Cliffe Dekker Hofmeyr director Rachel Kelly adds that a proper due diligence upfront can save considerable time and money for the buyer. The process typically starts with a checklist of questions covering corporate governance, assets, liabilities, funding, litigation, tax, employment and regulatory compliance.

The due diligence report should contain a description of the business and material risks for the transaction or the business, as well as recommendations on how these risks can be managed or mitigated, she says.

Burger says it is vital to consider the profit margins, the assets and historic values. In terms of the legaldue diligence, the buyer should consider all the contracts, bank loans, employee contracts and even environmental issues. “The aim is to identify the risks ... Do not be penny-wise and pound-foolish by saving on the right advisers at this time.”

Kelly agrees. 

While obtaining professional assistance will add to the overall transaction cost, it can also save buyers from making costly mistakes in the long run.
 Yudaken points out that a distressed sale is characterised by a compressed timetable, limited available information and invariably limited contractual protection for buyers. “Buyers need to be well-prepared, with experienced advisers, and they must be ready to act quickly. The success of the transaction depends on having real knowledge instead of relying on market perception.”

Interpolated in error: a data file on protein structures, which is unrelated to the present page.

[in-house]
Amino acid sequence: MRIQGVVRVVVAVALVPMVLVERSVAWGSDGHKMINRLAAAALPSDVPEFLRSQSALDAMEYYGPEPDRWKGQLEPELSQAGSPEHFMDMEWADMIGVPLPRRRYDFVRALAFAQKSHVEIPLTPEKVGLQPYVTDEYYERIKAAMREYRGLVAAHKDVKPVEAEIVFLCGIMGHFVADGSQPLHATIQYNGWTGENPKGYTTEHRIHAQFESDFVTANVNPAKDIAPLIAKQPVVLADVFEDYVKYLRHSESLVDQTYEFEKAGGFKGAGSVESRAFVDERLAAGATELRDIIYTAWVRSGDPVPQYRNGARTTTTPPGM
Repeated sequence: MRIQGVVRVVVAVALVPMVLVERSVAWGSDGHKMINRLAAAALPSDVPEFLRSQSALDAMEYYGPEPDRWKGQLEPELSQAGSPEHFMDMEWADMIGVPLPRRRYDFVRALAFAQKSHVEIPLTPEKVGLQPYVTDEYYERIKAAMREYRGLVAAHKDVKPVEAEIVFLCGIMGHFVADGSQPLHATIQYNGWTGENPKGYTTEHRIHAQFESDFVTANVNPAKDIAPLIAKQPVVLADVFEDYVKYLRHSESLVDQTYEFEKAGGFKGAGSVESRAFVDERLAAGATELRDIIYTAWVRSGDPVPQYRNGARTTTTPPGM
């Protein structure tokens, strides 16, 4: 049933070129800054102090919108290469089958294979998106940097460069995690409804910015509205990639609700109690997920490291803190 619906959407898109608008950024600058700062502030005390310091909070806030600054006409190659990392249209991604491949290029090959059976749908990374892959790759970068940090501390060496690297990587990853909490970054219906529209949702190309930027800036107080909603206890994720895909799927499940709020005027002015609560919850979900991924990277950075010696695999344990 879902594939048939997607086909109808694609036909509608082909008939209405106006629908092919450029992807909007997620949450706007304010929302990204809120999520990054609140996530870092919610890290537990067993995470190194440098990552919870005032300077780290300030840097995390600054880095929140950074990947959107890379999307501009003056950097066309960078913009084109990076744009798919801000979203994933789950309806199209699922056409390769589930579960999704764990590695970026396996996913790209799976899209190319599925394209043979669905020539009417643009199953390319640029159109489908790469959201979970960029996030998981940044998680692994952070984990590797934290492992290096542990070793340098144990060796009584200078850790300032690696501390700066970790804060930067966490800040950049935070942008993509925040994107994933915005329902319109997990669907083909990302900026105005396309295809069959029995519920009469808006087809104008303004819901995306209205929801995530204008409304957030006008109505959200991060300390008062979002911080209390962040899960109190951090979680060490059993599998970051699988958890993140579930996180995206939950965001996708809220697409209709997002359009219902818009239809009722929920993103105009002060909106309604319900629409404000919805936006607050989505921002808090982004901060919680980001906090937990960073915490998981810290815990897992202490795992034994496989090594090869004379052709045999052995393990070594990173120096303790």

Deep discounts

Lara Kahn, turnaround specialist at Webber Wentzel, says more businesses are entering into business rescue. The upside for buyers is that they are buying at deep discounts. However, the risks include the absence of warranties and the speed at which the sale should be made (very little time for due diligence investigations).

She expects an uptick in transactions quite soon and companies with cash will find it a good time to buy. A successful business rescue process can rid the company of the “warts and all”, but it is quite expensive. “In most instances it is not suitable or affordable for smaller companies that are already in trouble,” says Kahn.

Stefan Steyn, senior business rescue practitioner at Business Rescue Partner, says the best buys are family-owned businesses. In most instances they are the easiest to turn around. It may be necessary to invest in the turnaround of the business. “It will be best to understand the industry in which you want to invest to ensure you are not being sold a lemon.”

He adds that a frequent mistake buyers make is not understanding the cash conversion cycle of the business, and then the business is undercapitalised. “You need a full parachute when jumping from the plane. It does not help if it only lasts three quarters of the way. It is the same as having no parachute.”

Read more
This article originally appeared in the 16 July edition of finweek. To read the full story, you can buy and download the magazine here.
finweel, july, 2020